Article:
Sam Shepard feels a Holy song coming on

Jan 12

The new year begins with an intriguing, nearly under-the-radar collaboration. American Conservatory Theater and Campo Santo have jumped into the ring formed by Magic Theatre and dubbed Sheparding America, a far-ranging celebration of Sam Shepard that promises to flare for years to come.

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Co-directed by Campo Santo’s Sean San José and ACT’s Mark Rucker and performed in the near-round at ACT’s Costume Shop, Holy Crime: Rock ‘n’ Roll Sam Shepard is an amalgam of Shepard texts with an infusion of live music. The prologue and epilogue come from 1969′s Holy Ghostly and the big chunk in the middle comes from 1972 Tooth of Crime (which Shepard revised in 1997).

The best part of the 85-minute show is, without question, the music, which is composed and arranged by cast members Tommy James Shepherd Jr. and Golda Sargento along with the band: bassist and keyboard player Rachel Lastimosa and guitarist Steve Boss. It takes about a half an hour to get to the first real song, but from there on out the vibrant music trumps Shepard’s cryptic text.

The prologue and epilogue are almost spoofs of the Shepard playbook: a dying cowboy (Myers Clark attempts to reconcile with his son (Ryan Williams French) in a desolate Western landscape with a random corpse (Isiah Thompson) and a Native American spirit (Dan Flapper).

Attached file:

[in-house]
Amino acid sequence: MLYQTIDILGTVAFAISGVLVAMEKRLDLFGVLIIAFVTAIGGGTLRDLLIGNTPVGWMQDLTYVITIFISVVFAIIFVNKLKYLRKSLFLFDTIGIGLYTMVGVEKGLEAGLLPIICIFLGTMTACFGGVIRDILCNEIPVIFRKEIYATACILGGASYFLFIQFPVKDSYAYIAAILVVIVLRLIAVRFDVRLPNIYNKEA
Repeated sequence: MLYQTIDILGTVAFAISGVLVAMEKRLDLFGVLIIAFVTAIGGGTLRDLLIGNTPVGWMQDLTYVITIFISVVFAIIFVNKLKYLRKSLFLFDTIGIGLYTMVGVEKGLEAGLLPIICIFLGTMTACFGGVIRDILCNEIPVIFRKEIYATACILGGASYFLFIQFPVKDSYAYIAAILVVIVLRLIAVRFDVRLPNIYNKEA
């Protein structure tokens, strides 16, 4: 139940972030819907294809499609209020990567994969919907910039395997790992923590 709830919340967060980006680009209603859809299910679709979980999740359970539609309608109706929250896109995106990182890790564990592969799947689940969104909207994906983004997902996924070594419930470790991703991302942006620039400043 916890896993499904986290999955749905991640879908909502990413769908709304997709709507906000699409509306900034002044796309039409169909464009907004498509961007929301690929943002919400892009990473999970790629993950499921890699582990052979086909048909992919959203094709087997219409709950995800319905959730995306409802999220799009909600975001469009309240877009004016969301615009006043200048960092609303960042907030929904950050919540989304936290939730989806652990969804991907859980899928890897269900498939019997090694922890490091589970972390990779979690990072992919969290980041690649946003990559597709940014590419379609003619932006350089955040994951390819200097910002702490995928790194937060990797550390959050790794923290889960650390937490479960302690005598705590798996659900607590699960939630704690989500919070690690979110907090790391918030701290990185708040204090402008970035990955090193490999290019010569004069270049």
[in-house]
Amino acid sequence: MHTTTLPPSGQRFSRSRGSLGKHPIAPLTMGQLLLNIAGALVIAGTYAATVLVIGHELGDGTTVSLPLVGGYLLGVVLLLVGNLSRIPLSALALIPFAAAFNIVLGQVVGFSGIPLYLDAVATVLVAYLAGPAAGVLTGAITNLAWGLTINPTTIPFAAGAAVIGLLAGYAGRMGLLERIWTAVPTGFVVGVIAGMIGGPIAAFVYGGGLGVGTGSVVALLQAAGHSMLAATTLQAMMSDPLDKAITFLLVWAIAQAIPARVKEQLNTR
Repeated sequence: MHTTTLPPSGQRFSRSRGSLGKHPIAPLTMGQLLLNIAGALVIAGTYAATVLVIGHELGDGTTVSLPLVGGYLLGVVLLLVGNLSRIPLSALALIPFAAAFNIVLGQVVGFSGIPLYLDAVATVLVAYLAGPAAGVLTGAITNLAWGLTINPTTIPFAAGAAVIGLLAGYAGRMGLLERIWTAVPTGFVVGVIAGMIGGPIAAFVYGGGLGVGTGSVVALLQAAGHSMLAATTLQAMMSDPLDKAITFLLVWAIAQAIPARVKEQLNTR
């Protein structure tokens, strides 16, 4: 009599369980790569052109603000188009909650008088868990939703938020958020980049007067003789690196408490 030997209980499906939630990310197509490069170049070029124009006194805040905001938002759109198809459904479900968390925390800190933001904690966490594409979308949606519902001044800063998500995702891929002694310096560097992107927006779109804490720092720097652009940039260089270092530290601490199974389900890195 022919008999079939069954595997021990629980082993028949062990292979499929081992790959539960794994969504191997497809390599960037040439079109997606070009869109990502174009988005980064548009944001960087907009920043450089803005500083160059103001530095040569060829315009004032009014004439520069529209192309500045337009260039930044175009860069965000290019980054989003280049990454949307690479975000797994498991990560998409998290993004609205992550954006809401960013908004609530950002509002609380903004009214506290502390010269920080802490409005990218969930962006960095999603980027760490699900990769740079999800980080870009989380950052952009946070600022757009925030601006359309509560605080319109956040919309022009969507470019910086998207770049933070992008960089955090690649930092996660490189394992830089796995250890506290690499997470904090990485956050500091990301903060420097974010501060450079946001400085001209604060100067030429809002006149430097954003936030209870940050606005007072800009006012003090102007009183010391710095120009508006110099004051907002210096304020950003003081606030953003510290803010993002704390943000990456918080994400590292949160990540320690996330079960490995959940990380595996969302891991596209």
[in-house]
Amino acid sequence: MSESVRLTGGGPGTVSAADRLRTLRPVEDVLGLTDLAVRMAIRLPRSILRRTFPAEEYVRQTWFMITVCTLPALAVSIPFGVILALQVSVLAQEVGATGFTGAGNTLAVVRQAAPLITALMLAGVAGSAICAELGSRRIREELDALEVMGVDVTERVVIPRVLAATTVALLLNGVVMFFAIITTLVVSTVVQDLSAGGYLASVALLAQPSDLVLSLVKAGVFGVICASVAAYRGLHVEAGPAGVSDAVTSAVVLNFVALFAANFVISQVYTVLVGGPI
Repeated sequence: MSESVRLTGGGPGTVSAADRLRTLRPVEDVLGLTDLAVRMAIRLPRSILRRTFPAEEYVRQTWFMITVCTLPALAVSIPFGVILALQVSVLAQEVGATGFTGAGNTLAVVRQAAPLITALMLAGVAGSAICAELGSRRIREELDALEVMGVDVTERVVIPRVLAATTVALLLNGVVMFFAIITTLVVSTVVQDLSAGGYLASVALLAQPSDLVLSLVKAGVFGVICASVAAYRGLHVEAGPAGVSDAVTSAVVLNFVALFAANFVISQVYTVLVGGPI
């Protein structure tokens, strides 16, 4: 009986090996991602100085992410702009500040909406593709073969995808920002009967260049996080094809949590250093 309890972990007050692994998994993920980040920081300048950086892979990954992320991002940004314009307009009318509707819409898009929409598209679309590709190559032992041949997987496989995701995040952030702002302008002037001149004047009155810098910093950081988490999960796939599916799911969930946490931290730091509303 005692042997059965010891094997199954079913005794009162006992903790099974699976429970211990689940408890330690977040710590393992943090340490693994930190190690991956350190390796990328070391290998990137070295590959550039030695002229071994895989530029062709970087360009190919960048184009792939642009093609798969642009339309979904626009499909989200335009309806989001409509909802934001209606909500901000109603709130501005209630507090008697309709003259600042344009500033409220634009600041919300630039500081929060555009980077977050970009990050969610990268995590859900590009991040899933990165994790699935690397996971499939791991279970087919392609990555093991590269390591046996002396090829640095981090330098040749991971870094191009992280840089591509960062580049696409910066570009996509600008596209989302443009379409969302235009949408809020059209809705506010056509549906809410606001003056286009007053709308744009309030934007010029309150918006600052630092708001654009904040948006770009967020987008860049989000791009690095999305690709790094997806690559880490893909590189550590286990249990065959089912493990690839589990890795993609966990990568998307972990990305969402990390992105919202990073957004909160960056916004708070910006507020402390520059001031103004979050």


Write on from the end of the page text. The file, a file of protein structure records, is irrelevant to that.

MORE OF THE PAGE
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Then the middle section, which is like a Western movie by way of sci-fi fantasy carbonated by rock opera, reveals itself to be mostly inscrutable in terms of plot and character. But this is where the good music lives. Anytime Shepherd is singing or beatboxing, Holy Crime is fully alive. The same is true when Juan Amador as Ruido shows up to rap up a glorious storm. Another nice musical moment comes when Sango Tajima pulls out her violin and joins the band.

Energetically staged by San José and Rucker, Holy Crime and well performed by a keenly focused cast and is always interesting to watch, even when it’s completely baffling and feels like a workshop production of a very much in-process work. There’s a formula at work here, but it seems to need more music (and amplification – this music needs to be LOUD! even in an intimate space like this) and less Shepard babble.

FOR MORE INFORMATION
Holy Crime: Rock ‘n’ Roll Sam Shepard continues through Jan. 19 at the ACT Costume Shop, 1117 Market St., San Francisco. Tickets are $25. Visit holycrime.brownpapertickets.com.

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